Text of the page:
K. Subba Rao, C.J.
1. This is an appeal against the order of our learned brother, Bhimasankaram, J. dismissing the. application filed by the appellant for the issue of a writ of prohibition restraining the Additional First Glass Magistrate, Kakinada, from proceeding with C. C. No. 297 of 1956 on his file.
2. The facts are clearly and succinctly stated by our learned brother, Bhimasankaram J. in his order. They are :
3. The appellant is the accused in C. C. No. 297 of 1956 on the file of the Additional First Class Magistrate, Kakinada. He was elected as a member of the village panchayat of Yeleswaram, East Goda-vari District, at a general election which took place on 23-6-1956. He was appointed by the District Panchayat Officer, Kakinada, by an order dated 30-6-1956 to act as the temporary President of the meeting of all the members so elected for the purpose of co-opting a woman member as prescribed by Section 10-A of the Madras Village Panchayats Act (Act X of 1950). The meeting was held on 11-7-1956 and the appellant declared one T. Nukamma as having been duly co-opted and made an entry to that effect in the minutes book.
The first respondent, who was also one of the Members elected to the panchayat, filed a complaint against the appellant under Sections 167 and 468, I.P.C. alleging that as a matter of fact, one Samanthula Venkayamma, wife of Ramanna, must have been declared elected as she was the only person duly nominated and seconded and that the appellant fraudulently recorded in the minutes hook that Nukamma was elected. The appellant raised a preliminary objection to the maintainability of the complaint on the ground that it contravened the provisions of Sections 103, 107 and 108 of the Madras Village Panchayats Act.
Before the learned Judge, the learned counsel appearing for the appellant contended that sanction was necessary under Section 106 of the Panchayats Act. The learned Judge dismissed the petition mainly on the ground that the jurisdiction of the High Court under Article 226 of the Constitution should not he allowed to be invoked in cases where the Court's revi-sional jurisdiction could be exercised, though, incidentally, he made some observations in respect of the contentions raised by the appellant. Hence, the appeal.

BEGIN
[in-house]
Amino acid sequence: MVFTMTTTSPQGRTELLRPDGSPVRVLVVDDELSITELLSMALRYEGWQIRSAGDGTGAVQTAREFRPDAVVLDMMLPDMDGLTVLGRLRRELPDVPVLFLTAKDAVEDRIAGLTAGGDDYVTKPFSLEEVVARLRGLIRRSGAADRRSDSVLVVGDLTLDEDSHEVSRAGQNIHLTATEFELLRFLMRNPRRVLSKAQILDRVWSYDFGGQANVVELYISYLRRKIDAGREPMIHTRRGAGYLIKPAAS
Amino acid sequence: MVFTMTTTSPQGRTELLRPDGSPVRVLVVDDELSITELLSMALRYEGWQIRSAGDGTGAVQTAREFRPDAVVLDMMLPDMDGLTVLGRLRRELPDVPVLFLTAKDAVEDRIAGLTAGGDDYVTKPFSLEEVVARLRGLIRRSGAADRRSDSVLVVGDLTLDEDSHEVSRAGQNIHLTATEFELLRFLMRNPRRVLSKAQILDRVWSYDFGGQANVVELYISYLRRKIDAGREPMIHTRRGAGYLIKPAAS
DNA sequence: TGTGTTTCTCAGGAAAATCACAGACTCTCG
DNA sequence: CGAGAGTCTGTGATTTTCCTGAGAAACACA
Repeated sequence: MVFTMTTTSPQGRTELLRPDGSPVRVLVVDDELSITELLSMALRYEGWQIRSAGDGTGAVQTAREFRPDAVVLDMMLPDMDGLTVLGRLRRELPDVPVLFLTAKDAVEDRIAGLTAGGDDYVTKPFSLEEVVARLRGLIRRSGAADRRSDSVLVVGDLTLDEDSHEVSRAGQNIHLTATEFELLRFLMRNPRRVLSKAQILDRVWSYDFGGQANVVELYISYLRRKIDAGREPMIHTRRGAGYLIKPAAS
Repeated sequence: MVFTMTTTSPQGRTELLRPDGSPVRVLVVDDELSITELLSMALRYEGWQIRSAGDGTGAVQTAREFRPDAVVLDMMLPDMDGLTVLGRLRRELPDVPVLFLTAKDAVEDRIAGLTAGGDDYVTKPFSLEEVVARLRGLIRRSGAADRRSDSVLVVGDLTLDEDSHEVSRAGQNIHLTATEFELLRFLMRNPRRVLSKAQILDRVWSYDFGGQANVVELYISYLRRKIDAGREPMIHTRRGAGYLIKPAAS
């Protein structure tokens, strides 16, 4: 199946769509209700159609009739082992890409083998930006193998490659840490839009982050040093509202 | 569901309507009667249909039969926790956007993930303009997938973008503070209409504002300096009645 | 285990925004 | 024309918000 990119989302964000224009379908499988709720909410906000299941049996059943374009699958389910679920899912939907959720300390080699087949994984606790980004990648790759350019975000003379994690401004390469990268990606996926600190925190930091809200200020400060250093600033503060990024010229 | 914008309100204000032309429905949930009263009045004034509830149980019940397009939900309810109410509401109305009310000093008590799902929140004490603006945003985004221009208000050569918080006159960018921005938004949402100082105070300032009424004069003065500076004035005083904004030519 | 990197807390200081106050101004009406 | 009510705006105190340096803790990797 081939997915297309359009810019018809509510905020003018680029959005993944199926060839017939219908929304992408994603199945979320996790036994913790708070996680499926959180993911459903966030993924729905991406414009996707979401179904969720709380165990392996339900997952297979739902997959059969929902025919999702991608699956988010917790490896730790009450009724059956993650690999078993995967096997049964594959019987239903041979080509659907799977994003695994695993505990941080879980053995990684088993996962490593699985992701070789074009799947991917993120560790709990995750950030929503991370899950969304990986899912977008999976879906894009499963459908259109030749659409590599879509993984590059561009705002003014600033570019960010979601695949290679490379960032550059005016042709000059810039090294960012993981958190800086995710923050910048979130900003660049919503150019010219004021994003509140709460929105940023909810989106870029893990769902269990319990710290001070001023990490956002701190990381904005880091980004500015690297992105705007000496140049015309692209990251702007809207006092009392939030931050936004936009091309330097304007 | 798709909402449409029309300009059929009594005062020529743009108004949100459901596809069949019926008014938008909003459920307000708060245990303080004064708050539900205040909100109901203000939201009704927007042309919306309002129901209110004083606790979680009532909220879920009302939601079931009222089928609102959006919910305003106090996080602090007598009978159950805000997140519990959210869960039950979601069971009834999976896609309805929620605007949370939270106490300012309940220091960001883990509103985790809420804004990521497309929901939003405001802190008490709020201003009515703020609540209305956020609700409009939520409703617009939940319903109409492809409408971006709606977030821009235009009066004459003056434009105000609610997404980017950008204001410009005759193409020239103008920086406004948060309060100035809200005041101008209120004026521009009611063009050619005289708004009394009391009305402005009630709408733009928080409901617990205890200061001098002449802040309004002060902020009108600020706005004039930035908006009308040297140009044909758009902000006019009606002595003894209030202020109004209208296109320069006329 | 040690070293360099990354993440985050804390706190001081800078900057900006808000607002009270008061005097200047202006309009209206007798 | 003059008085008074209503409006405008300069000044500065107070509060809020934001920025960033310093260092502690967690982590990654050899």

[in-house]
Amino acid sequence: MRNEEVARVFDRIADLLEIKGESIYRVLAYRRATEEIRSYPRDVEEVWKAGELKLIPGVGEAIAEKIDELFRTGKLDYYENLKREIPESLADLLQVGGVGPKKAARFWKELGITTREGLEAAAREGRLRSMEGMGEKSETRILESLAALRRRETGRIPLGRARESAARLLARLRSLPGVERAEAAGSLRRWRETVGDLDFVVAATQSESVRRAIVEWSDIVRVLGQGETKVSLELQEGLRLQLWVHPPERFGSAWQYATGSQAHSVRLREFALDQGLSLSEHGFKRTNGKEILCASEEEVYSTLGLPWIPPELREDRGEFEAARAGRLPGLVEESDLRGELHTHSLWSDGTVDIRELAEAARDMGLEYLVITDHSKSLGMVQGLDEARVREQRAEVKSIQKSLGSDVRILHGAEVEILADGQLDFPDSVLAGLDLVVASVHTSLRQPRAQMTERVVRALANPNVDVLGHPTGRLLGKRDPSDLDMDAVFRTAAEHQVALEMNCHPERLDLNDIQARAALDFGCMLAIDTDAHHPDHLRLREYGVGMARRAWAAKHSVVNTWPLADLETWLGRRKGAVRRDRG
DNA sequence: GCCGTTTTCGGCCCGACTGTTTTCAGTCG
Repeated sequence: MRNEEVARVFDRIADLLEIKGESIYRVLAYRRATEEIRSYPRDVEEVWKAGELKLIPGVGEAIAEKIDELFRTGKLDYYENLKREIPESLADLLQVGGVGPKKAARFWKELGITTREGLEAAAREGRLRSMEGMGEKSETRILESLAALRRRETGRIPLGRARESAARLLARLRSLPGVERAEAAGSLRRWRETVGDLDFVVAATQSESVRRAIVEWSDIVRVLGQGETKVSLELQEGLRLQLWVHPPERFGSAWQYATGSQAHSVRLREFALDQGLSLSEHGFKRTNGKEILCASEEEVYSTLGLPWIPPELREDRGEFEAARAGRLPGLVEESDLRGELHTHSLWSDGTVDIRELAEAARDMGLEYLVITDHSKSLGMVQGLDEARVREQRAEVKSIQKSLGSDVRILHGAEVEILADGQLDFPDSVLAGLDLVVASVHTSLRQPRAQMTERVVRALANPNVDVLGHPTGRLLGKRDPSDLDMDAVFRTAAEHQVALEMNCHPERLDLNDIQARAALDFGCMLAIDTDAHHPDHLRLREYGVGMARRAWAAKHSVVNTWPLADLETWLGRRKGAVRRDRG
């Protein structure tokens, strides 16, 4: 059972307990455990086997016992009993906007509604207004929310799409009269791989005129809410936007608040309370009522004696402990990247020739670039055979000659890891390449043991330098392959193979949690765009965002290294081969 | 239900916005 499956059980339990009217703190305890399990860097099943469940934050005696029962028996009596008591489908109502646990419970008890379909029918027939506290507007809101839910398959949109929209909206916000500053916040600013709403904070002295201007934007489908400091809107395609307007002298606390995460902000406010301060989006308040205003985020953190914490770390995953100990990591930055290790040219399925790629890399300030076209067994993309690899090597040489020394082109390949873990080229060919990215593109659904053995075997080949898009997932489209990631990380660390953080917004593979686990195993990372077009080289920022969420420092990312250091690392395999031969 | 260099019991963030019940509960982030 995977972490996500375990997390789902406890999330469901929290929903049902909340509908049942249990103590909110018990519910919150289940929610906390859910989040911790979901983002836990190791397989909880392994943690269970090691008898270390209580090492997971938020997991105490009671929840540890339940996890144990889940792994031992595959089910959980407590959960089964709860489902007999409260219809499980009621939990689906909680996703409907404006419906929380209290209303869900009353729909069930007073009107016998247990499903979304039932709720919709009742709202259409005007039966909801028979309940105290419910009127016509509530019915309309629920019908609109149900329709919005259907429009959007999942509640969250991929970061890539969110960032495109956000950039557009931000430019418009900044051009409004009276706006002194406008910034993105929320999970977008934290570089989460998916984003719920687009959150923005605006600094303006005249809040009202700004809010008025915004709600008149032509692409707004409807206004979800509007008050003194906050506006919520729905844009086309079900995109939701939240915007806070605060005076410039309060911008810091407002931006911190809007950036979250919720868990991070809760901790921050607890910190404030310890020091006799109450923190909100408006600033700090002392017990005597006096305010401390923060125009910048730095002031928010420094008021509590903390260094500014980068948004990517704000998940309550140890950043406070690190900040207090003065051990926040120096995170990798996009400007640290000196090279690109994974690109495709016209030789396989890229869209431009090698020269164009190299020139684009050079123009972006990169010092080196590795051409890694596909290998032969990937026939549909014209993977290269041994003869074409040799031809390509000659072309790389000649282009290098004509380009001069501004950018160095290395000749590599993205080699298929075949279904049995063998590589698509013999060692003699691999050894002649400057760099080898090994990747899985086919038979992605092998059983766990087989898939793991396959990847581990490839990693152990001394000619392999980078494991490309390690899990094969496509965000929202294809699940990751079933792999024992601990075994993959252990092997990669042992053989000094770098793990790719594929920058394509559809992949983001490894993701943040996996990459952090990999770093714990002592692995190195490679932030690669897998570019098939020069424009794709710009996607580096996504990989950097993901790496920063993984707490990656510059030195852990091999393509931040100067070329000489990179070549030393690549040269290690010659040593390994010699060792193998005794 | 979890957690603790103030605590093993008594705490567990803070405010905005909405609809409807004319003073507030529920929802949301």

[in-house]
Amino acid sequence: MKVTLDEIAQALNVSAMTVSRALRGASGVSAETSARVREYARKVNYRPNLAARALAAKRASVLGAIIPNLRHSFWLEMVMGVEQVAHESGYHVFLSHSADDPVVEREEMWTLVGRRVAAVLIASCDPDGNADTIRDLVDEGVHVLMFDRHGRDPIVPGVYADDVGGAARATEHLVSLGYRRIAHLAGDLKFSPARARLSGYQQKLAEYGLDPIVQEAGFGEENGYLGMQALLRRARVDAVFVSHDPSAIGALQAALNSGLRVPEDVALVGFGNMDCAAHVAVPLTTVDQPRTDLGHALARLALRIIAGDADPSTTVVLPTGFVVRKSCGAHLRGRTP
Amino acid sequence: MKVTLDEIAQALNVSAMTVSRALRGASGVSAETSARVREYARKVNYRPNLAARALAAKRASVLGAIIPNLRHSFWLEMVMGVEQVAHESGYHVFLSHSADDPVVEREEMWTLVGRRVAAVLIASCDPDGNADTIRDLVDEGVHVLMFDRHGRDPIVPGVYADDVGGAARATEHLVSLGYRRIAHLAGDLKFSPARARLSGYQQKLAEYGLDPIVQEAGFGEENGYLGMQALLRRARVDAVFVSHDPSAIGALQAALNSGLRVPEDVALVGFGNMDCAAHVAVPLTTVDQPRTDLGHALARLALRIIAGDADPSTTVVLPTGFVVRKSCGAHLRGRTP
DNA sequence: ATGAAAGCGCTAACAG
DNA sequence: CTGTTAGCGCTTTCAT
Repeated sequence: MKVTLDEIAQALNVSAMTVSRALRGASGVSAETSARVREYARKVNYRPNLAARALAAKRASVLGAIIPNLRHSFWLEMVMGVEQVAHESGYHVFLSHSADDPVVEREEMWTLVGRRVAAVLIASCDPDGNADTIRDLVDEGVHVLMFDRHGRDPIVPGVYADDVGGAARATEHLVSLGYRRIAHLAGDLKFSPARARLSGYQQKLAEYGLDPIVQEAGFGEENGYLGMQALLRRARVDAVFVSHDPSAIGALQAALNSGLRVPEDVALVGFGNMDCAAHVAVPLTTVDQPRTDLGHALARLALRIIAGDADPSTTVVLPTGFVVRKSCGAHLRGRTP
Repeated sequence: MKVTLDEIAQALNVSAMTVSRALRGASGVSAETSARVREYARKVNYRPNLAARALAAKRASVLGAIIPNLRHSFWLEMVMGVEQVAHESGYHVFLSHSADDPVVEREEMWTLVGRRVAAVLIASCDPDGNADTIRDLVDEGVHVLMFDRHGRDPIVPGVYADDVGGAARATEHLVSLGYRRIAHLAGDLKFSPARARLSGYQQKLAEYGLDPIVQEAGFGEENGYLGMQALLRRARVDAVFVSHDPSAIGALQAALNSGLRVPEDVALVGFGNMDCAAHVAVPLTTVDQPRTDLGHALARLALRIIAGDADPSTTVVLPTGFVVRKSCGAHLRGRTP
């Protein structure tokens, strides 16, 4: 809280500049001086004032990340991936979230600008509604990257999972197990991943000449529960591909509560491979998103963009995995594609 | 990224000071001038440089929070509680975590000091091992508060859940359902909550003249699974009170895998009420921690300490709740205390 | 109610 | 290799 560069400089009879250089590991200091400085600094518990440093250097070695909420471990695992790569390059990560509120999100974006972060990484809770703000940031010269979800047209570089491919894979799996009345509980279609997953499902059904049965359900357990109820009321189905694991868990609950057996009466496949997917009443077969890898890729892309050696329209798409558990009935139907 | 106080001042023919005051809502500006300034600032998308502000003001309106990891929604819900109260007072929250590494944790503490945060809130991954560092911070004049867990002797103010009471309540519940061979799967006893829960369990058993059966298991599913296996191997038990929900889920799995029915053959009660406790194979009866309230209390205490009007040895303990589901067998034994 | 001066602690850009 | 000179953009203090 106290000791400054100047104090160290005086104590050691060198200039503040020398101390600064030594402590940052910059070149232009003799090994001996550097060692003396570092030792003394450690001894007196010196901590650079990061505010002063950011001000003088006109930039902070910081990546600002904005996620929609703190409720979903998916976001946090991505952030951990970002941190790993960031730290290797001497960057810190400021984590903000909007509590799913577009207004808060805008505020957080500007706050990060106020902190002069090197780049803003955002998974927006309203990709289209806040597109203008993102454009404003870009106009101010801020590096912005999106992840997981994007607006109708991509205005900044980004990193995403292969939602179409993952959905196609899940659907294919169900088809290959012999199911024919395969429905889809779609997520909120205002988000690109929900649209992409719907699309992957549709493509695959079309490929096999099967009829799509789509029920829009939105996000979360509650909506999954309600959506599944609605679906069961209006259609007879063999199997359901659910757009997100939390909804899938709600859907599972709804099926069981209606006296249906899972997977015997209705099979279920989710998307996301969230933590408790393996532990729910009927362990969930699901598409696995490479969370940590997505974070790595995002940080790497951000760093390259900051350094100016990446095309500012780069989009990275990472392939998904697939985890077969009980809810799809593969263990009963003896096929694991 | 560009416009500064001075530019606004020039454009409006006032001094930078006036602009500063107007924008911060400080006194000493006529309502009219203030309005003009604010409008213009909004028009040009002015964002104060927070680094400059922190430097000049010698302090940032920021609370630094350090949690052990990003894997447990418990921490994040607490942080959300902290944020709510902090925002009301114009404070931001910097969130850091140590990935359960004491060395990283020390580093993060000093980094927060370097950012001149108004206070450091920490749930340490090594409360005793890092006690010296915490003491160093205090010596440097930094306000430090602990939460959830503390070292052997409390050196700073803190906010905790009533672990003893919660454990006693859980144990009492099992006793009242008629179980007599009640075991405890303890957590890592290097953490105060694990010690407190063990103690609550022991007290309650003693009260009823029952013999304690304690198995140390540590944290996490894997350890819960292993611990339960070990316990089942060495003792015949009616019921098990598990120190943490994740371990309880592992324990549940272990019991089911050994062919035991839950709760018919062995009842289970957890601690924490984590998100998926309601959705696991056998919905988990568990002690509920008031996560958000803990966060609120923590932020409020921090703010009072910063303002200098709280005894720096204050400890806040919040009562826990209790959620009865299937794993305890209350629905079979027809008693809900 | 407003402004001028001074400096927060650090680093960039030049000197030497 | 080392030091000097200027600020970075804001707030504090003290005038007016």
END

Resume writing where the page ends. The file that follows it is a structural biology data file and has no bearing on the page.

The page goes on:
4. The question raised is that the Magistrate cannot take cognizance of the offence except with the previous sanction of the Government. The appel-llant could raise this objection more appropriately be-fore the Magistrate in whose Court the complaint was filed. If the objection was overruled and if the case went against him, he could if so advised take proper proceedings try way of appeal or otherwise to get that judgment vacated. Where the appellant has an effective remedy, it is common place that this Court will not, ordinarily exercise its extraordinary jurisdiction.
We do not think there are any special or extraordinary circumstances in this case to entertain the, petition. We, therefore, agree with the learned Judge who was right in dismissing the writ petition. How-ever, we must make it clear that the observations made by the learned Judge should not weigh with the Magistrate in disposing of the objections raised, for the learned Judge did not purport to decide finally the question raised before him.
5. In the result, the appeal fails and is dismissed with costs of the first respondent. Advocate's fee Rs. 50/-.